By Terri Ferguson Smith / email@example.com
The Meridian Star
Ten years after losing a loved one in the Lockheed-Martin shootings, members of the Rev. Charlie J. Miller's family gathered together again in remembrance of him and five others who were killed in a shooting spree that ended when the gunman took his own life. Eight other people were injured in the shooting.
Others killed in the shooting are: DeLois Bailey, 53, Sam Cockrell, 46, of Meridian; Micky Fitzgerald, 45, of Little Rock; Lynette McCall, 47, of Cuba, Ala.; and Thomas Willis, 57, of Lisman, Ala.
The injured were Brad Bynum, 29, Steve Cobb, 46, Al Collier, 49, Brenda Dubose, 55, Chuck McReynolds, 62, Henry Odom, 57, Charles Scott, 65 and Randy Wright, 55.
As inspirational music played at Dumont Plaza on Monday, Dr. S.L. Thompson, pastor of 31st Street Baptist Church in Meridian, observed the activity at the Miller family lemonade stand.
"We have people who lost loved ones here today. They are not mad, they are not upset," Thompson said. "We have to learn how to love individuals, how to forgive each other ... Regardless of what condition, it makes no difference what's happened in the past, we have to take whatever is thrown at us and make it better."
As part of reconciliation efforts, the Miller family has adopted the mantra, "taking life's lemons and making lemonade."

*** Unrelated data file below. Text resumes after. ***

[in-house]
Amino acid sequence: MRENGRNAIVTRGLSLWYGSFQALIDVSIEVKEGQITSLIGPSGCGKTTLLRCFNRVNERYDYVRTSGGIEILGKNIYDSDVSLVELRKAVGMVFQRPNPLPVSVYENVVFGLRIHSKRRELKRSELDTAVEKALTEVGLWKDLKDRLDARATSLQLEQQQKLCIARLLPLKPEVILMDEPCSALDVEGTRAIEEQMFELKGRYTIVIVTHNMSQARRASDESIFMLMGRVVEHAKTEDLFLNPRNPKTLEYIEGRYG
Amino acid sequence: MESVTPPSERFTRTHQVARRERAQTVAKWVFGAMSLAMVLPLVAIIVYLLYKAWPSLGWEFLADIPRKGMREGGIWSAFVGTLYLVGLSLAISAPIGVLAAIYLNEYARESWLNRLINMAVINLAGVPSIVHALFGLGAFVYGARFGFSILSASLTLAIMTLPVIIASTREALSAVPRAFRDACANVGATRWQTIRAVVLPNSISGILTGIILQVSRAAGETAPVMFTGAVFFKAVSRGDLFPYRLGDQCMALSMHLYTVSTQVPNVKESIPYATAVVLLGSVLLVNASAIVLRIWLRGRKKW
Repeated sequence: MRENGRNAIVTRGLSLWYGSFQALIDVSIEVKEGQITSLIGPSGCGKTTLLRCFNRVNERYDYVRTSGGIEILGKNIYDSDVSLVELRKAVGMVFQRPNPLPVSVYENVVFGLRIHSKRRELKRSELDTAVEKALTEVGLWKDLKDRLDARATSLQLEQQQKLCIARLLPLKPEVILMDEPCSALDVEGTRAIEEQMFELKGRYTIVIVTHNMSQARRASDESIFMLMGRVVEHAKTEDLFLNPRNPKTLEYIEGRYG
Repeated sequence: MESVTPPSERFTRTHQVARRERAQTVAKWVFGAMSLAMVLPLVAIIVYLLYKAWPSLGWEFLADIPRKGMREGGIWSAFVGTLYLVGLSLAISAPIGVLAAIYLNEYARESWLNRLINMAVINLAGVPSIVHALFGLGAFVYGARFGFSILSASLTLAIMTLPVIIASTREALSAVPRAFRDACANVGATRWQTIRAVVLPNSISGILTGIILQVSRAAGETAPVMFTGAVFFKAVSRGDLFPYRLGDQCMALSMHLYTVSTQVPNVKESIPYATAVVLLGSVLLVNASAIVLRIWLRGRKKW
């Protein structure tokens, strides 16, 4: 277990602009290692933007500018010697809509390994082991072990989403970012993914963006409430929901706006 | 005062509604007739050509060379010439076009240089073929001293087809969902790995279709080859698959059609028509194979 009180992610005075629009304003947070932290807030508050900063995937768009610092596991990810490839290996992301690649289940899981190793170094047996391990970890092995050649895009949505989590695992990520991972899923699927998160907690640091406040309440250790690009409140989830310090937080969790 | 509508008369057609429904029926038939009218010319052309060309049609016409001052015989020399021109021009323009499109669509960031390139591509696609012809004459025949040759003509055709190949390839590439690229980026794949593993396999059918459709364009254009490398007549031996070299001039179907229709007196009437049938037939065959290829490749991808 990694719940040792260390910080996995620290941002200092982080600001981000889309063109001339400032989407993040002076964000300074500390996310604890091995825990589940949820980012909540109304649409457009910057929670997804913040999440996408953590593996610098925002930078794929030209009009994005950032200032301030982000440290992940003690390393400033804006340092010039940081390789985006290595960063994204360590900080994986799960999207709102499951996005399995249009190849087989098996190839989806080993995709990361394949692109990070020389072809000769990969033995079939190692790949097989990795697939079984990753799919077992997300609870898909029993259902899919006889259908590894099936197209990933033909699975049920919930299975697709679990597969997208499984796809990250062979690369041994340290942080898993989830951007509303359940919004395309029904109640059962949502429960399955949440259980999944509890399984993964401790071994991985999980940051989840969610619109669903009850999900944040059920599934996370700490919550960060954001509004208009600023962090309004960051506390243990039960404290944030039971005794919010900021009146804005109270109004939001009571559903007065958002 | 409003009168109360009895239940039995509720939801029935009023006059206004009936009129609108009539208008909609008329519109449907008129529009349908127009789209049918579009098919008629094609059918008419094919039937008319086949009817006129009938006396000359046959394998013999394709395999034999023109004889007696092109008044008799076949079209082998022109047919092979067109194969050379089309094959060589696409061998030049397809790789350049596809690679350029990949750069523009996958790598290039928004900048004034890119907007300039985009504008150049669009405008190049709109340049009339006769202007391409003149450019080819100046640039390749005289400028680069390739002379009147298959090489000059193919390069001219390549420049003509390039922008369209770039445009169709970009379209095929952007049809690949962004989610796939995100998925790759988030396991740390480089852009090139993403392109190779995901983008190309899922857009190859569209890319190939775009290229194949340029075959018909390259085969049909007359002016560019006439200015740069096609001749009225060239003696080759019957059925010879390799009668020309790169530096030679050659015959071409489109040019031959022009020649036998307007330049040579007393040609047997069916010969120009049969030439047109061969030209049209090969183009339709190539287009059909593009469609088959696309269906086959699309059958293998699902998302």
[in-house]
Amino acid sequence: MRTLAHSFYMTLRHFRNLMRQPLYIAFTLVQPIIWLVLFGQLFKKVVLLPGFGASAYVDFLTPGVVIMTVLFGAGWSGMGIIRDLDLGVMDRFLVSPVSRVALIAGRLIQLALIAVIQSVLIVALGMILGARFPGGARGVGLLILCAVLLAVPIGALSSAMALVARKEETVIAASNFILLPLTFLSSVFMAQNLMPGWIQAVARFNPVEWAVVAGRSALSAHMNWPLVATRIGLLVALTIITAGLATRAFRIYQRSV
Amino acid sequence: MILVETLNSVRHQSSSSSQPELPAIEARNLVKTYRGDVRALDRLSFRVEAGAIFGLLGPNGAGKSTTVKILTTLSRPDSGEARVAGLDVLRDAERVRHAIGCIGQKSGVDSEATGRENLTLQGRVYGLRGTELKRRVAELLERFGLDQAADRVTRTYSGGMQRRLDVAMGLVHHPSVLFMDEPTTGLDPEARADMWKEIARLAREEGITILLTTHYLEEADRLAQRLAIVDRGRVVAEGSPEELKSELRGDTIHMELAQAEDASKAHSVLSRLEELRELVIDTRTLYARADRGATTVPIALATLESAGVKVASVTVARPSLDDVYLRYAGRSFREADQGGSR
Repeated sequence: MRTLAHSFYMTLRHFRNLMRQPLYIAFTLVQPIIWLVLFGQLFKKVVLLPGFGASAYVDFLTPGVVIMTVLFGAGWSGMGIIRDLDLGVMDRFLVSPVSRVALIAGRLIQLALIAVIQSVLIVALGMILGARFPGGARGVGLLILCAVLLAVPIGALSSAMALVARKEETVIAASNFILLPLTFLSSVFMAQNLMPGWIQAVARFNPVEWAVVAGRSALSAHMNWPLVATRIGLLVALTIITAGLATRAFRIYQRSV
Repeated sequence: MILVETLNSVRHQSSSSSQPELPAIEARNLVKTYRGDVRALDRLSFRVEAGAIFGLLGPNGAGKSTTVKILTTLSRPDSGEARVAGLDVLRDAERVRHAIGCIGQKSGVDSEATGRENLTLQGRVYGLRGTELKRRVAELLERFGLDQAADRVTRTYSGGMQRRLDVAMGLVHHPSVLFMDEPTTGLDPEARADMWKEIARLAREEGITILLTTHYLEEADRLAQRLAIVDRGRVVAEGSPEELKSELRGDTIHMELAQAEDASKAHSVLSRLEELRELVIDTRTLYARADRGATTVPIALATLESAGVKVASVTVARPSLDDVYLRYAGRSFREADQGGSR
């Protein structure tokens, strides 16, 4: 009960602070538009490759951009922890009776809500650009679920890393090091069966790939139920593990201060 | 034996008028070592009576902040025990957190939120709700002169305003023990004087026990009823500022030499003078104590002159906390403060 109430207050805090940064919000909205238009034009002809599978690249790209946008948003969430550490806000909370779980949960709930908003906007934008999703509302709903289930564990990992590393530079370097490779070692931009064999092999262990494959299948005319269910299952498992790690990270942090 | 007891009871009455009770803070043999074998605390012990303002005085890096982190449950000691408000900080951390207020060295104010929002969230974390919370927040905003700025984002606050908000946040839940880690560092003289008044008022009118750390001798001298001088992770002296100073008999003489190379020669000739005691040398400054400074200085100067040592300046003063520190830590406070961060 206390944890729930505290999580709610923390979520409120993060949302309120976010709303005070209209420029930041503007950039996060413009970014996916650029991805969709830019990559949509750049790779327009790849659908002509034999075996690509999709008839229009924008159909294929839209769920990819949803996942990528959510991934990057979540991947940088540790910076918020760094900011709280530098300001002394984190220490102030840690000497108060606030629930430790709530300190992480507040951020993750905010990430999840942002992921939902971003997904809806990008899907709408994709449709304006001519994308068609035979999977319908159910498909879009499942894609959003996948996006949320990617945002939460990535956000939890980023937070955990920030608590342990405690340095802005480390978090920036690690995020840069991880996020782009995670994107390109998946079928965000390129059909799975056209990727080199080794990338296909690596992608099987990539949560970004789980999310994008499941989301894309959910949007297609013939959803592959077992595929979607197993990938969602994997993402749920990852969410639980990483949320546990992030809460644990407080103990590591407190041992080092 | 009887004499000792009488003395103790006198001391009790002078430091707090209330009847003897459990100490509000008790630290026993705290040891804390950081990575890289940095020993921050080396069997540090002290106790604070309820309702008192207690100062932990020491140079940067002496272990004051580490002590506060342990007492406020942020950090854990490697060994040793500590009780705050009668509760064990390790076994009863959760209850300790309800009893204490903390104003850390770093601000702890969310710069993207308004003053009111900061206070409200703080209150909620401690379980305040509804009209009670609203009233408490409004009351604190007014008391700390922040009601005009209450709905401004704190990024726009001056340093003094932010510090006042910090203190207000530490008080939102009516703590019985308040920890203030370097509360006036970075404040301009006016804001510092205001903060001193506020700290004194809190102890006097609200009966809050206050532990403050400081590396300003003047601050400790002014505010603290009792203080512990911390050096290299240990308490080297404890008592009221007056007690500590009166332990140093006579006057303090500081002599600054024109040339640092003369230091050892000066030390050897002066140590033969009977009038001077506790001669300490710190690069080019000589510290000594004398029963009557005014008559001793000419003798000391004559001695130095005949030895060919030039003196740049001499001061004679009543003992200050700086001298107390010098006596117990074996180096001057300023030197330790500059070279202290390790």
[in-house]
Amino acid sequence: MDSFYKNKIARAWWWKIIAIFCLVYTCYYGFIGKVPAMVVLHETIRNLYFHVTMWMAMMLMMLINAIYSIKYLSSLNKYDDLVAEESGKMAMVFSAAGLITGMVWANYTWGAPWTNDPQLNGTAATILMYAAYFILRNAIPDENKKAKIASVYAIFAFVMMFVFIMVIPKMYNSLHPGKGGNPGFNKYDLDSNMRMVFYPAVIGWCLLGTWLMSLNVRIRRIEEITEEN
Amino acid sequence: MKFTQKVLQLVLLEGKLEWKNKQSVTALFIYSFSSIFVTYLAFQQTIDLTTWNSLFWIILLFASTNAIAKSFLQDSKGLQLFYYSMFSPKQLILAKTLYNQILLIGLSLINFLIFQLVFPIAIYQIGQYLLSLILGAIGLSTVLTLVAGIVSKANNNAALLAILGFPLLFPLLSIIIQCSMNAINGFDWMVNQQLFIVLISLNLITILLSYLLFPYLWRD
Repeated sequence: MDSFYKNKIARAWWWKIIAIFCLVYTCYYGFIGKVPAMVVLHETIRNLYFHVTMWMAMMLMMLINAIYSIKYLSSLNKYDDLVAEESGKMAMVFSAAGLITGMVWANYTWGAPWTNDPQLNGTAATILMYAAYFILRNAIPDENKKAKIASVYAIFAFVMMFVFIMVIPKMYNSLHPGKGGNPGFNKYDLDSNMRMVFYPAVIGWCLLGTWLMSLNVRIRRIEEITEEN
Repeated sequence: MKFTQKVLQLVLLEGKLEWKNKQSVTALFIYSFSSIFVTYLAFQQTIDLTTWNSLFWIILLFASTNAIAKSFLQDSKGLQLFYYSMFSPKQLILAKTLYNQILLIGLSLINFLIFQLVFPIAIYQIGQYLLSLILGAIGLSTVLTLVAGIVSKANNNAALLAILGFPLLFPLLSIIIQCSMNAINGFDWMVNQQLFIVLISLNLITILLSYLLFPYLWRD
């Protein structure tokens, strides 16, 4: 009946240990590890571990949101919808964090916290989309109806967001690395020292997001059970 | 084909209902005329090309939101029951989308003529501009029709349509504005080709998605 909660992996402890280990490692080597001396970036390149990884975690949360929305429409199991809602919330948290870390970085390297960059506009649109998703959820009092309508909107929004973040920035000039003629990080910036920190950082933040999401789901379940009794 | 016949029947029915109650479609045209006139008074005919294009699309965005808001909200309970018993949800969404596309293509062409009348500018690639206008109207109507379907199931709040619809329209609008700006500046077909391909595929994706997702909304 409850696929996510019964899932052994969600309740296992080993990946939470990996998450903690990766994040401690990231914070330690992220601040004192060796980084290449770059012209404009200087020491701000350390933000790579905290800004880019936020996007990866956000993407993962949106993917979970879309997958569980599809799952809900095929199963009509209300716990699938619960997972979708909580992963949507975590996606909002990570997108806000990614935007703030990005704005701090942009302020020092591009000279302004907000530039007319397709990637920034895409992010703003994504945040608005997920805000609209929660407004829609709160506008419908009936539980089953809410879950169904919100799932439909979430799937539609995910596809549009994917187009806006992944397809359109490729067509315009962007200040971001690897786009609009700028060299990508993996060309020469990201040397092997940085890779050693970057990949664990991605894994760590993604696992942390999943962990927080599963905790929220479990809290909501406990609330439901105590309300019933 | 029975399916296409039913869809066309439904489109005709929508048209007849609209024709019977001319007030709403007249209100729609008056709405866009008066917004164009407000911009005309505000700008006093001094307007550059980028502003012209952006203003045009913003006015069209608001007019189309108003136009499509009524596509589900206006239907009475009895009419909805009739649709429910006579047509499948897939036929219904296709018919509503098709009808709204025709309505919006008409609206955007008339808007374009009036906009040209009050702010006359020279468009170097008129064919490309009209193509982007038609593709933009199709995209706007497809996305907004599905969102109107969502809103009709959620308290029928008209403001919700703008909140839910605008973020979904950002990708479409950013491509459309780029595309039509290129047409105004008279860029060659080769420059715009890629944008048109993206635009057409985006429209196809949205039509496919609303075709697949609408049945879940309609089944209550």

That's actually a Biblically based attitude, Thompson said, referring to the New Testament scripture found in Romans 8:28: "And we know that all things work together for good to them that love God, to them who are the called according to his purpose."
Thompson acknowledged that it is not always easy to see the good in a tragedy, especially when the hurt is still there after so many years.
"Even though the incident was tragic, there are some blessings. Some people may not want to realize it, but some blessings have come from that," Thompson said.
In many ways the community has made progress in reconciliation; more is still needed, he said.
Stacy Miller, the late Rev. Miller's daughter, said she still misses her father. He was a strong man, and had a strong presence in her life, she said.
"Even though I'm grown and out of the house, there are certain things that I still depended on my father for," Miller said.
During the anniversary of the tragedy, the family's main focus is to remember the good things about Rev. Miller.
"For our family, that's what's so important about Reconciliation Week — having this time to remember good things about Dad and to make sure his efforts in our lives and to this community are not forgotten," Miller said. "In that sense, he still lives, because we are keeping his spirit alive."